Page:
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Urania II

While we still have our grand rail stations in America - Grand Central, Union (Chicago and Los Angeles), we would seem to have nothing like the above ground zeppelin hangar vastness of some of the great European rail portals.  So it is with Budapest's Keleti Station. 


Even in the midst of a journey of one's own, how peaceful it is to wander into such a barn of existential possibility.   To sit on a bench adjacent to one of the platforms as if to board some train to a nearby suburb or far-flung city.  To be still among all the slightly feverish coming and going.  Until you are reminded that you have not had a proper meal yet this day and it is high time you go and find a cheeseburger.   


Street scenes and images, Pest.




A lazy afternoon seems not out of place with the light if insistent rain.  But with the evening, the conversation must continue.  A panini restaurant along the Danube in Ujlipotvaros.   And then the Budapest Jazz Club.  As at the Liszt, you understand not one…
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Urania

You learn, hopefully early on, that even in the midst of some great experience, there is abnegation, meaninglessness.  There is sadness where you are supposed to find only happiness.  Darkness that actually helps to define light, what have you.  Yadda, fucking, yadda yadda yadda.  
And so there are lost days, even autumn days aching with crisp perfection.  Even days when you have all the riches of a new city at your feet.  You don't sleep well and awaken late.  Are held hostage by banalities and taunted by the hieroglyphs of foreign washer-dryers.  By simple banking transactions which are rendered Byzantine in their necessary steps and several financial establishments. 
 But you are able to drift down to that nice stationers in tourist-thronged Belvaros.  Jump on the 2 tram which runs along the Pest side of the Danube.  Alight before the city's fairly stupendous Parliament which would seem to humble the Gothic pretensions of the English houses of parliament.  And you do see …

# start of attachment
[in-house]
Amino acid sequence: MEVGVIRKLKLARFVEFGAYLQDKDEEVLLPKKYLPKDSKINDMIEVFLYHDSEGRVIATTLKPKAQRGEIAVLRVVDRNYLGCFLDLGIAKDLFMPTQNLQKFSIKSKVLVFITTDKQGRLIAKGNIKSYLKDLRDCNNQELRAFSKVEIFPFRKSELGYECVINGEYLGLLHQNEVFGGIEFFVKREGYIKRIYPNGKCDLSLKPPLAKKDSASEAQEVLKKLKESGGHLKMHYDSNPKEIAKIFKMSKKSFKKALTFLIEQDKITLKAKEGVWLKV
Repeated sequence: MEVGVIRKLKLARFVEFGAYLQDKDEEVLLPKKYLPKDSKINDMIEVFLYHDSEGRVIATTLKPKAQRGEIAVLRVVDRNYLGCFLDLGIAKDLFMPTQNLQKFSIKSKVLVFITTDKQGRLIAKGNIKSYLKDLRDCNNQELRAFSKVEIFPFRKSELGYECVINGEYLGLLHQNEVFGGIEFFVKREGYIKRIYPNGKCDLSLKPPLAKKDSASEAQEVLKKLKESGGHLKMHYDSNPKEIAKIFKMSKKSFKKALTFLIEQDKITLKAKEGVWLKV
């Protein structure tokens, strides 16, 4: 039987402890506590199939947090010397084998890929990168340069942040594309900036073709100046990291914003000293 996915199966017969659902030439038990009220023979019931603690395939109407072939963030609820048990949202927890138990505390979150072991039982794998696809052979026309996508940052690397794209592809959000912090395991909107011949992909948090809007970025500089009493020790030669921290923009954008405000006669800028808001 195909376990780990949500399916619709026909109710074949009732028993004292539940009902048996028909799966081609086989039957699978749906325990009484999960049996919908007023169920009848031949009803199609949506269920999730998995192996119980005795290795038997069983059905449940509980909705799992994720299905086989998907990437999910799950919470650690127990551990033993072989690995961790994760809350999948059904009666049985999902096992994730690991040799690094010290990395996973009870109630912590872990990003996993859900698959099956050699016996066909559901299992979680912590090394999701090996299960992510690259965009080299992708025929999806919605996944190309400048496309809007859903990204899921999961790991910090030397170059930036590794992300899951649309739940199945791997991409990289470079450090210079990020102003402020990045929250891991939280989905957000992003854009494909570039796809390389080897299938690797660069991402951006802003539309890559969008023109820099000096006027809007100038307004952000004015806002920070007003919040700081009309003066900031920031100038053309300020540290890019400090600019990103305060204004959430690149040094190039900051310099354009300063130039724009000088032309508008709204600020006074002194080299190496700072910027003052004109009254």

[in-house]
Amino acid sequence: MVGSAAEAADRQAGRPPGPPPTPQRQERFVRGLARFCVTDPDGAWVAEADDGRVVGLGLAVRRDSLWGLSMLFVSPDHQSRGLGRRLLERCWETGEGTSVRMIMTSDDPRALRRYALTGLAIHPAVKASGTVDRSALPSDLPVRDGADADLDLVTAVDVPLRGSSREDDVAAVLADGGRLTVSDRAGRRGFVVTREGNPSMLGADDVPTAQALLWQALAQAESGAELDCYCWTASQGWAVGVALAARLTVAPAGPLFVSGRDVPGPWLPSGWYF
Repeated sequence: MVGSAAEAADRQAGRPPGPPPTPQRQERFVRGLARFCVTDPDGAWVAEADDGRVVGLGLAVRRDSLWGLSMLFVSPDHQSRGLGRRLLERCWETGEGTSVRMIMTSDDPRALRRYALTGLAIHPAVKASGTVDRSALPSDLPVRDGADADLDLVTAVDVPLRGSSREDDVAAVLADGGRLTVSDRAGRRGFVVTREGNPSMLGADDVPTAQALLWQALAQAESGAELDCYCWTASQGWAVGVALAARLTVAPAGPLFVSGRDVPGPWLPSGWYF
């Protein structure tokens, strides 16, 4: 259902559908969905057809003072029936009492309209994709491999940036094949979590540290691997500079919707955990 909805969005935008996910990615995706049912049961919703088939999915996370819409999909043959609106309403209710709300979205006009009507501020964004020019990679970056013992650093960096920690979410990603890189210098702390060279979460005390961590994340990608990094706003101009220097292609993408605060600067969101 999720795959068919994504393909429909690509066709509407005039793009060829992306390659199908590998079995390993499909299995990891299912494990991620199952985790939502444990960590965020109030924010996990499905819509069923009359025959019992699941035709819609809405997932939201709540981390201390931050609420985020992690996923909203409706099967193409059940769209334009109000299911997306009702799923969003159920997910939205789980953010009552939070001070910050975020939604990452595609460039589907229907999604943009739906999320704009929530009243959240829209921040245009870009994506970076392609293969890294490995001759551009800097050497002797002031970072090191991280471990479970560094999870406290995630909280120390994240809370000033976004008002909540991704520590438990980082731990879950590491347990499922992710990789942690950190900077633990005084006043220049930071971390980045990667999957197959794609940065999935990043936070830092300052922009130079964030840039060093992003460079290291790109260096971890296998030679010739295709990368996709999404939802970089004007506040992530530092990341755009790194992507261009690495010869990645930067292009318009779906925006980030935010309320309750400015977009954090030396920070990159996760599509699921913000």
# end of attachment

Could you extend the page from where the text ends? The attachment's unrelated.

Muvesz

Budapest is grand, frequently beautiful and fortunately a bit dingy in the best of ways.  You are renting a flat on Csengery utca in a happening,  somewhat scruffy area of the city known as Erzsebetevaros.  Yes, it's a rather hip part of town these days.  Yet your courtyard building gives away no secrets behind its stern and weathered edifice across the street from a vacant lot.  The Airbnb flat within is outfitted with all the mod cons, yet the inner courtyard and stairwell could prove a credible location for a film decades if not a century past (replete with a stairwell and corridor to the street so dark of an evening they seem the perfect location for foul play).
A great city can paralyze with its choices.  So first, decide on a great building and go there.  A way to start the conversation.   An opening gambit.   The going itself begins the relationship.  The building in this case, the Geological Institute, designed by the great Odon Lechner, frequently called, if a bit reduct…

Baby Driver

B-A-B-Y-DRI-VER!  Edgar Wright's sixth film has arrived in the summer of 2017 with all the insistence and irresistibility of a great pop song.  Already in his splashy career the Englishman has written better tunes than this. And yet Baby Driver pulses with more precision and originality of expression than most of his contemporaries can approach at their best.   Resist if you dare.  As summer fare goes, fast, furious and not lobotomized is hard to pass up.
Wright has apparently had the notion for Baby Driver bouncing around in that energetic mind of his since the 1990s.  You can see a version of the film's first scene in a music video for Mint Royale's "Blue Song" Wright directed in 2003.  The super kinetic action is certainly a perfect fit for the writer/director's crisp editing, wit and inimitable unison of sound and action.
Baby Driver both charges from the start line and yet saves it feeling for character and emotion for a bit later.  Here one of the way t…